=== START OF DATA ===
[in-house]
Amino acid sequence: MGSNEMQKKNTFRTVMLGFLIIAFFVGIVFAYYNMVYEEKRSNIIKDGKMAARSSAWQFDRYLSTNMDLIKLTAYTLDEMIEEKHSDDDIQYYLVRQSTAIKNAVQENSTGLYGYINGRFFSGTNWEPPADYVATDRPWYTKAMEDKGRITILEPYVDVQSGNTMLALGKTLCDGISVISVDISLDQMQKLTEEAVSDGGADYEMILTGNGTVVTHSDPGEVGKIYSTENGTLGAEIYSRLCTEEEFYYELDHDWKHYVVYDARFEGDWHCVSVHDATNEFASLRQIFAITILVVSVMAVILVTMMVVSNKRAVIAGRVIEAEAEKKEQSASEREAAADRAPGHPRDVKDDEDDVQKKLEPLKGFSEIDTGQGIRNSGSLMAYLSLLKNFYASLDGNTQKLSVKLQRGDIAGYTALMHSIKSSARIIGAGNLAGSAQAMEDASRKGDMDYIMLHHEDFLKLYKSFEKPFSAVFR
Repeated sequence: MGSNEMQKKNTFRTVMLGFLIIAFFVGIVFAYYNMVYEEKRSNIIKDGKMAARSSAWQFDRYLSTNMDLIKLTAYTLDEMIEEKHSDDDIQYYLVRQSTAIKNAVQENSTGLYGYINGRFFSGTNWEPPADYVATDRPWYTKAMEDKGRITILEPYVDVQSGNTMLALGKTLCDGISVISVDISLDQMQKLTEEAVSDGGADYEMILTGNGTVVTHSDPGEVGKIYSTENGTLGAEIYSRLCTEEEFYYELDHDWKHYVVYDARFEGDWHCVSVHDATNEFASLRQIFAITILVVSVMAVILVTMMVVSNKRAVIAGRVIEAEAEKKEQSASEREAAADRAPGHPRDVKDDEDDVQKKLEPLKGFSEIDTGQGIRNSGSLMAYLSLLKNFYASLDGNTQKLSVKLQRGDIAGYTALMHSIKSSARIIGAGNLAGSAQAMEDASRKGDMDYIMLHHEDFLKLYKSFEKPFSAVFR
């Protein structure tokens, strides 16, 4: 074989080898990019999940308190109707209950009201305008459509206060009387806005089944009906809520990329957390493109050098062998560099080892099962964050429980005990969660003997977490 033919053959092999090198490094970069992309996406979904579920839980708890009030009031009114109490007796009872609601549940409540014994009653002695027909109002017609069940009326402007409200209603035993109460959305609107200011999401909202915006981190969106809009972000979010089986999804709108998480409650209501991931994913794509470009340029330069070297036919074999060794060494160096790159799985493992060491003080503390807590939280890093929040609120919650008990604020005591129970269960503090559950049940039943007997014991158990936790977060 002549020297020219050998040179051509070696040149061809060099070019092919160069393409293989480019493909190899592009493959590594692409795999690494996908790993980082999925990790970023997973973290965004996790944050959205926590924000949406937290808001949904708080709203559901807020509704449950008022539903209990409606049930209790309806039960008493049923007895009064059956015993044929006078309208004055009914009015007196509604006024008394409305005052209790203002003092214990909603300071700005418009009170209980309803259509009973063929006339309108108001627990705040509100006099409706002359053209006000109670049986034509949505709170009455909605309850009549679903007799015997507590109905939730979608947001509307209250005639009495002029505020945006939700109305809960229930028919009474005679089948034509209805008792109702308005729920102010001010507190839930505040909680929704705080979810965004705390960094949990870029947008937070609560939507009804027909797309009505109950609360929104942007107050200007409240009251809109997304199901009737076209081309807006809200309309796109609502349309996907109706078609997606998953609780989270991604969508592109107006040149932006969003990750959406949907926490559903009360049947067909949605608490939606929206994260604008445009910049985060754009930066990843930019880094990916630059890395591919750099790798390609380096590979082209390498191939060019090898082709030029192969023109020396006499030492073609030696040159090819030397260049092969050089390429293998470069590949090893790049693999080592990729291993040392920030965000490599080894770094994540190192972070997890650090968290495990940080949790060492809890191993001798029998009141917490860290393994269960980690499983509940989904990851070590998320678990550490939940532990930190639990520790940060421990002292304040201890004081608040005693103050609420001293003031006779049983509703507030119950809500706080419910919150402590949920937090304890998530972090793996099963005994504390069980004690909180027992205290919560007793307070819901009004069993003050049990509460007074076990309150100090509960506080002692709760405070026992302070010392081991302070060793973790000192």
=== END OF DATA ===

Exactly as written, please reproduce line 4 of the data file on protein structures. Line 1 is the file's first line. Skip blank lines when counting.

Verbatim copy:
């Protein structure tokens, strides 16, 4: 074989080898990019999940308190109707209950009201305008459509206060009387806005089944009906809520990329957390493109050098062998560099080892099962964050429980005990969660003997977490 033919053959092999090198490094970069992309996406979904579920839980708890009030009031009114109490007796009872609601549940409540014994009653002695027909109002017609069940009326402007409200209603035993109460959305609107200011999401909202915006981190969106809009972000979010089986999804709108998480409650209501991931994913794509470009340029330069070297036919074999060794060494160096790159799985493992060491003080503390807590939280890093929040609120919650008990604020005591129970269960503090559950049940039943007997014991158990936790977060 002549020297020219050998040179051509070696040149061809060099070019092919160069393409293989480019493909190899592009493959590594692409795999690494996908790993980082999925990790970023997973973290965004996790944050959205926590924000949406937290808001949904708080709203559901807020509704449950008022539903209990409606049930209790309806039960008493049923007895009064059956015993044929006078309208004055009914009015007196509604006024008394409305005052209790203002003092214990909603300071700005418009009170209980309803259509009973063929006339309108108001627990705040509100006099409706002359053209006000109670049986034509949505709170009455909605309850009549679903007799015997507590109905939730979608947001509307209250005639009495002029505020945006939700109305809960229930028919009474005679089948034509209805008792109702308005729920102010001010507190839930505040909680929704705080979810965004705390960094949990870029947008937070609560939507009804027909797309009505109950609360929104942007107050200007409240009251809109997304199901009737076209081309807006809200309309796109609502349309996907109706078609997606998953609780989270991604969508592109107006040149932006969003990750959406949907926490559903009360049947067909949605608490939606929206994260604008445009910049985060754009930066990843930019880094990916630059890395591919750099790798390609380096590979082209390498191939060019090898082709030029192969023109020396006499030492073609030696040159090819030397260049092969050089390429293998470069590949090893790049693999080592990729291993040392920030965000490599080894770094994540190192972070997890650090968290495990940080949790060492809890191993001798029998009141917490860290393994269960980690499983509940989904990851070590998320678990550490939940532990930190639990520790940060421990002292304040201890004081608040005693103050609420001293003031006779049983509703507030119950809500706080419910919150402590949920937090304890998530972090793996099963005994504390069980004690909180027992205290919560007793307070819901009004069993003050049990509460007074076990309150100090509960506080002692709760405070026992302070010392081991302070060793973790000192």